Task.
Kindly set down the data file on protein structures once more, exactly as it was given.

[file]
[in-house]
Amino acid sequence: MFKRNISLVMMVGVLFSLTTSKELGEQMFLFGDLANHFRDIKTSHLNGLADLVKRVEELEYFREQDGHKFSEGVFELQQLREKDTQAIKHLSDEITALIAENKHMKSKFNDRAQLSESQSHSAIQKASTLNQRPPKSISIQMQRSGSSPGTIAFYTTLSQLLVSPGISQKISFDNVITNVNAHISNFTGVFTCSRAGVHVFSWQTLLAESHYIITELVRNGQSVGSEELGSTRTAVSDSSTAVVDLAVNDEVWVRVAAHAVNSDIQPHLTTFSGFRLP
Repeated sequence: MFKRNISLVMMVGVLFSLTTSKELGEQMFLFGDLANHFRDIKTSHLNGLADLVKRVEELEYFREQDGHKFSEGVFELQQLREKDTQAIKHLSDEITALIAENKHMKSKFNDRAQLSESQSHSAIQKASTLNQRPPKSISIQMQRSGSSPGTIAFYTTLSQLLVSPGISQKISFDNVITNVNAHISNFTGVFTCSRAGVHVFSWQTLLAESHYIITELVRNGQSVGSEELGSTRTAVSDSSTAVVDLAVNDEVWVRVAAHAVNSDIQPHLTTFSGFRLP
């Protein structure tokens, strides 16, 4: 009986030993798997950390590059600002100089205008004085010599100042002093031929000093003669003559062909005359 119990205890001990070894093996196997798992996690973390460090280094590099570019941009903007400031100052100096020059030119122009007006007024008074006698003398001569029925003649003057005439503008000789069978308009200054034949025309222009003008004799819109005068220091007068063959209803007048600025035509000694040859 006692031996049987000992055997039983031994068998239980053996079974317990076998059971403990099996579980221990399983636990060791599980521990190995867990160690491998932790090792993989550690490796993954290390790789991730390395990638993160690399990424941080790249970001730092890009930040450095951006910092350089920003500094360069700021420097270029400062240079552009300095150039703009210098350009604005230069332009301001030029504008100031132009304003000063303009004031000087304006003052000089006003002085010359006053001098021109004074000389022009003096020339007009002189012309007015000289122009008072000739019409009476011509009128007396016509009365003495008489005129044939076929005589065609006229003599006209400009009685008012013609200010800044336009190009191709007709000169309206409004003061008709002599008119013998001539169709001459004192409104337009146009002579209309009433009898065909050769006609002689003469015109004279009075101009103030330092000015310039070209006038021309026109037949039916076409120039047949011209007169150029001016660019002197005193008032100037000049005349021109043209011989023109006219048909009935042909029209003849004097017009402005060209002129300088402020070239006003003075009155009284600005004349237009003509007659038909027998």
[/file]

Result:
[in-house]
Amino acid sequence: MFKRNISLVMMVGVLFSLTTSKELGEQMFLFGDLANHFRDIKTSHLNGLADLVKRVEELEYFREQDGHKFSEGVFELQQLREKDTQAIKHLSDEITALIAENKHMKSKFNDRAQLSESQSHSAIQKASTLNQRPPKSISIQMQRSGSSPGTIAFYTTLSQLLVSPGISQKISFDNVITNVNAHISNFTGVFTCSRAGVHVFSWQTLLAESHYIITELVRNGQSVGSEELGSTRTAVSDSSTAVVDLAVNDEVWVRVAAHAVNSDIQPHLTTFSGFRLP
Repeated sequence: MFKRNISLVMMVGVLFSLTTSKELGEQMFLFGDLANHFRDIKTSHLNGLADLVKRVEELEYFREQDGHKFSEGVFELQQLREKDTQAIKHLSDEITALIAENKHMKSKFNDRAQLSESQSHSAIQKASTLNQRPPKSISIQMQRSGSSPGTIAFYTTLSQLLVSPGISQKISFDNVITNVNAHISNFTGVFTCSRAGVHVFSWQTLLAESHYIITELVRNGQSVGSEELGSTRTAVSDSSTAVVDLAVNDEVWVRVAAHAVNSDIQPHLTTFSGFRLP
């Protein structure tokens, strides 16, 4: 009986030993798997950390590059600002100089205008004085010599100042002093031929000093003669003559062909005359 119990205890001990070894093996196997798992996690973390460090280094590099570019941009903007400031100052100096020059030119122009007006007024008074006698003398001569029925003649003057005439503008000789069978308009200054034949025309222009003008004799819109005068220091007068063959209803007048600025035509000694040859 006692031996049987000992055997039983031994068998239980053996079974317990076998059971403990099996579980221990399983636990060791599980521990190995867990160690491998932790090792993989550690490796993954290390790789991730390395990638993160690399990424941080790249970001730092890009930040450095951006910092350089920003500094360069700021420097270029400062240079552009300095150039703009210098350009604005230069332009301001030029504008100031132009304003000063303009004031000087304006003052000089006003002085010359006053001098021109004074000389022009003096020339007009002189012309007015000289122009008072000739019409009476011509009128007396016509009365003495008489005129044939076929005589065609006229003599006209400009009685008012013609200010800044336009190009191709007709000169309206409004003061008709002599008119013998001539169709001459004192409104337009146009002579209309009433009898065909050769006609002689003469015109004279009075101009103030330092000015310039070209006038021309026109037949039916076409120039047949011209007169150029001016660019002197005193008032100037000049005349021109043209011989023109006219048909009935042909029209003849004097017009402005060209002129300088402020070239006003003075009155009284600005004349237009003509007659038909027998």